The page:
Former reporter and editor Claude Sitton praises CORE for not "perform[ing] for the cameras." Journalist Gene Roberts remembers CORE leaders worried about including high school students. From...

Claude Sitton ● A Simple Tribute

Claude Fox Sitton (4 December 1925 - 10 March 2015) "Pay Your Tribute" Twitter: https://twitter.com/RIP3ooo Facebook: https://facebook.com/RIP3ooo Google+: https://plus.google.com/+RIP3ooo...

Laurie Pritchett's Cleverness

Former reporter and editor Claude Sitton and journalist Gene Roberts explain how Police Chief Laurie Pritchett stifled the civil rights movement in Albany, Ga. From the Newseum Digital Classroom's...

'A Great Enemy'

Former journalist Claude Sitton explains why Birmingham (Ala.) Commissioner of Public Safety Eugene "Bull" Connor made the ideal enemy for the civil rights movement. From the Newseum Digital...

CORE and the Lunch Counter Sit-ins

Former New York Times reporter Claude Sitton explains CORE's role in the Greensboro, N.C., sit-ins. From the Newseum Digital Classroom's "Protesting for Right" Timeline First Lunch Counter...

NewsExtra 03-11-15

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Ioan Harea - Banjo and Fiddle

Played live in Ottawa - Canada May 5 - 2012 Ioan Harea - violin Michael Sitton - piano.

51 videos foundNext > 

2881 news items

New York Times

New York Times
Tue, 10 Mar 2015 08:20:11 -0700

Claude Sitton, a son of the South whose unwavering coverage of the civil rights movement for The New York Times through most of that tumultuous era was hailed as a benchmark of 20th-century journalism, died on Tuesday in Atlanta. He was 89. The cause ...

Emory News Center

New York Times
Thu, 12 Mar 2015 07:45:35 -0700

Before Claude Sitton, it seemed, Times journalists who had most conspicuously put themselves in harm's way, who had risked — and even lost — their lives in pursuit of a news story, were stationed thousands of miles distant, in combat zones far from ...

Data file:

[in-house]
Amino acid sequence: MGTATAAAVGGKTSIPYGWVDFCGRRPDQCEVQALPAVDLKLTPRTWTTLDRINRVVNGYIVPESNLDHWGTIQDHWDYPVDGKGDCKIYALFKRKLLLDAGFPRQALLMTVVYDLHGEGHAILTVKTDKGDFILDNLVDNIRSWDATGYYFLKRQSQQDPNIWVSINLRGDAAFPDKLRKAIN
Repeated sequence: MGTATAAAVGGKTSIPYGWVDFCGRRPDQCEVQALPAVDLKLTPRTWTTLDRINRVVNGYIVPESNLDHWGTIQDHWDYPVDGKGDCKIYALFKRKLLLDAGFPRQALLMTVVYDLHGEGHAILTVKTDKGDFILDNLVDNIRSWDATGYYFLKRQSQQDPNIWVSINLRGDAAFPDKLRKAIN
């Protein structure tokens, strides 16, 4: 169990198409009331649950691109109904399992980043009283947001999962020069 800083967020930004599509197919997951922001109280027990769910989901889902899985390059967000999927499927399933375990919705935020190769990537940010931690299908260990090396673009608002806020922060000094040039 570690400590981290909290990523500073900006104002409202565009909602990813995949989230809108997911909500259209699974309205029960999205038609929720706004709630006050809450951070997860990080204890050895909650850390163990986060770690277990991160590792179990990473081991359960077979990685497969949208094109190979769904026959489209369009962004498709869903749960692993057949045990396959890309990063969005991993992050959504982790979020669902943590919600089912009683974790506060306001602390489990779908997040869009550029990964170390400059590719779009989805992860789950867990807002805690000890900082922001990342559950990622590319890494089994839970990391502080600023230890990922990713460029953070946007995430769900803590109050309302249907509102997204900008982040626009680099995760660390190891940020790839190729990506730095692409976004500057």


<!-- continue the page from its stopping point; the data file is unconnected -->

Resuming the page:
Jackson Clarion Ledger

Jackson Clarion Ledger
Thu, 19 Mar 2015 10:15:00 -0700

It took a dark chapter in Mississippi's civil rights history — the 1959 lynching of Mack Charles Parker in Poplarville — to first bring legendary newsman Claude Sitton and me together during what became perhaps the proudest era in American journalism.
Jackson Free Press
Fri, 20 Mar 2015 09:30:00 -0700

Journalist Claude Sitton, 89, died last Tuesday in Atlanta, his place of birth. Between May 1958 and October 1964, Sitton covered the storied "Race Beat," which was the Jim Crow Era Deep South, for The New York Times. Sitton wrote almost 900 articles, ...

News & Observer (blog)

News & Observer (blog)
Fri, 13 Mar 2015 13:44:58 -0700

After Medgar Evers, the 37-year-old NAACP field secretary for Mississippi, was shot and killed as he entered his house one night in June 1963, Claude Sitton of The New York Times described the path of the bullet. … The sniper's bullet struck him just ...
ABC News
Tue, 10 Mar 2015 08:28:43 -0700

Pulitzer Prize-Winning Journalist Claude Sitton, Who Covered Civil Rights Movement, Dies at 89. ATLANTA — Mar 10, 2015, 11:25 AM ET. Share. 0. Share on email. 0 Comments. Associated Press. Pulitzer Prize-winning journalist Claude Sitton, who covered ...
New York Times
Tue, 10 Mar 2015 08:50:26 -0700

Claude Sitton's reporting during the civil rights struggle was frequently that of an eyewitness. On April 3, 1963, he was in Greenwood, Miss., when white police officers began pulling people out of a line of marchers seeking to register to vote and ...

News & Observer

News & Observer
Thu, 19 Mar 2015 13:39:52 -0700

Former News & Observer editor Claude Sitton, who died last week, embodied the noblest ideals of the journalism profession. As editor of the N&O from 1970 to 1990 Sitton assembled a first-rate staff and won a Pulitzer Prize for Commentary in 1983.